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Beads, Pixels, and Nkisi: Contemporary Kinois Art and Reconfigurations of the Virtual

Published online by Cambridge University Press:  16 April 2021

Abstract

In the 2016 Abiola Lecture, Mbembe argued that “the plasticity of digital forms speaks powerfully to the plasticity of African precolonial cultures and to ancient ways of working with representation and mediation, of folding reality.” In her commentary, Pype tries to understand what “speaking powerfully to” can mean. She first situates the Abiola Lecture within a wide range of exciting and ongoing scholarship that attempts to understand social transformations on the continent since the ubiquitous uptake of the mobile phone, and its most recent incarnation, the smartphone. She then analyzes the aesthetics of artistic projects by Alexandre Kyungu, Yves Sambu, and Hilaire Kuyangiko Balu, where wooden doors, tattoos, beads, saliva, and nails correlate with the Internet, pixels, and keys of keyboards and remote controls. Finally, Pype asks to whom the congruence between the aesthetics of a “precolonial” Congo and the digital speaks. In a society where “the past” is quickly demonized, though expats and the commercial and political elite pay thousands of dollars for the discussed art works, Pype argues that this congruence might be one more manifestation of capitalism’s cannibalization of a stereotypical image of “Africa.”

Résumé

Résumé

Dans la conférence d’Abiola 2016, Mbembe a soutenu que «la plasticité des formes numériques parle puissamment à la plasticité des cultures précoloniales africaines et aux anciennes manières de travailler avec la représentation et la médiation, de plier la réalité». Dans son commentaire, Pype essaie de comprendre ce que «parler avec puissance» peut signifier. Elle situe d’abord la conférence dans un large éventail de recherches scientifiques qui tentent de comprendre les transformations sociales sur le continent depuis l’adoption du téléphone mobile et de sa dernière incarnation, le smartphone. Elle analyse ensuite l’esthétique des projets artistiques d’Alexandre Kyungu, Yves Sambu et Hilaire Kuyangiko Balu, où les portes en bois, les tatouages, les perles, la salive et les ongles sont en corrélation avec Internet, les pixels et les touches des claviers et des télécommandes. Enfin, Pype demande à qui parle la congruence entre l’esthétique d’un Congo «précolonial» et le numérique. Dans une société où «le passé» est rapidement diabolisé les expatriés et l’élite commerciale et politique paient des milliers de dollars pour les œuvres d’art discutées. Pype soutient que cette congruence pourrait être une manifestation de plus de la cannibalisation par le capitalisme d’une image stéréotypée de «l’Afrique ».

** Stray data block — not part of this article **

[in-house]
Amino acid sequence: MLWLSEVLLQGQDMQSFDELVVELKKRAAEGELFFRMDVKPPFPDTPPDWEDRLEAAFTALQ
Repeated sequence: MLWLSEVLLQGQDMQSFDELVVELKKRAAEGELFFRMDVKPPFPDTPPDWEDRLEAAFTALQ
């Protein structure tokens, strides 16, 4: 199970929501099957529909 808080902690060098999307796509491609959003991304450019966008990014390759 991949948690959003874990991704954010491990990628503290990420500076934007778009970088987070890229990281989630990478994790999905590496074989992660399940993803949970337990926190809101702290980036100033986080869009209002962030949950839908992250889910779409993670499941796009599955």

Resumo

Resumo

Na Lição de Abiola que proferiu em 2016, Achille Mbembe defendeu que “a plasticidade dos meios digitais tem forte relação com a plasticidade das culturas africanas pré-coloniais e com métodos antigos de trabalhar a representação e a mediação e de interpretar a realidade”. Nesta sua análise, Pype procura esclarecer o que pode significar “ter forte relação”. Em primeiro lugar, a autora enquadra a Lição de Abiola numa conjunto mais vasto da entusiasmante produção académica atualmente em curso, a qual se propõe interpretar as transformações sociais que têm ocorrido no continente africano desde que a utilização dos telemóveis de generalizou, e desde que ganhou terreno a sua mais recente encarnação: os smartphones. Depois, analisa a dimensão estética dos projetos artísticos de Alexandre Kyungu, Yves Sambu e Hilaire Kuyangiko Balu, nos quais portas de madeira, tatuagens, missangas, saliva e unhas se relacionam com a internet, píxeis e teclas de teclados e controlos remotos. Por fim, Pype questiona-se sobre a quem se dirigirá a correlação entre a estética de um Congo “pré-colonial” e o mundo digital. Numa sociedade onde “o passado” é facilmente diabolizado, ainda que os expatriados e as elites económicas e políticas paguem milhares de dólares pelas referidas obras de arte, Pype defende que esta correlação pode ser mais uma manifestação da canibalização capitalista de uma imagem estereotipada de “África”.

Type
Forum: Decolonizing the Virtual: Future Knowledges and the Extrahuman in Africa
Copyright
© The Author(s), 2021. Published by Cambridge University Press on behalf of the African Studies Association

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Footnotes

This text comments on the 2016 Abiola Lecture “Knowledge Futures and the State of the Humanities,” delivered by Achille Mbembe, and is part of a special Forum for the African Studies Review, which I am curating along with Sasha Newell. I would like to refer the reader to our introduction for a reflection on the various strands of the Abiola Lecture and our commentaries.

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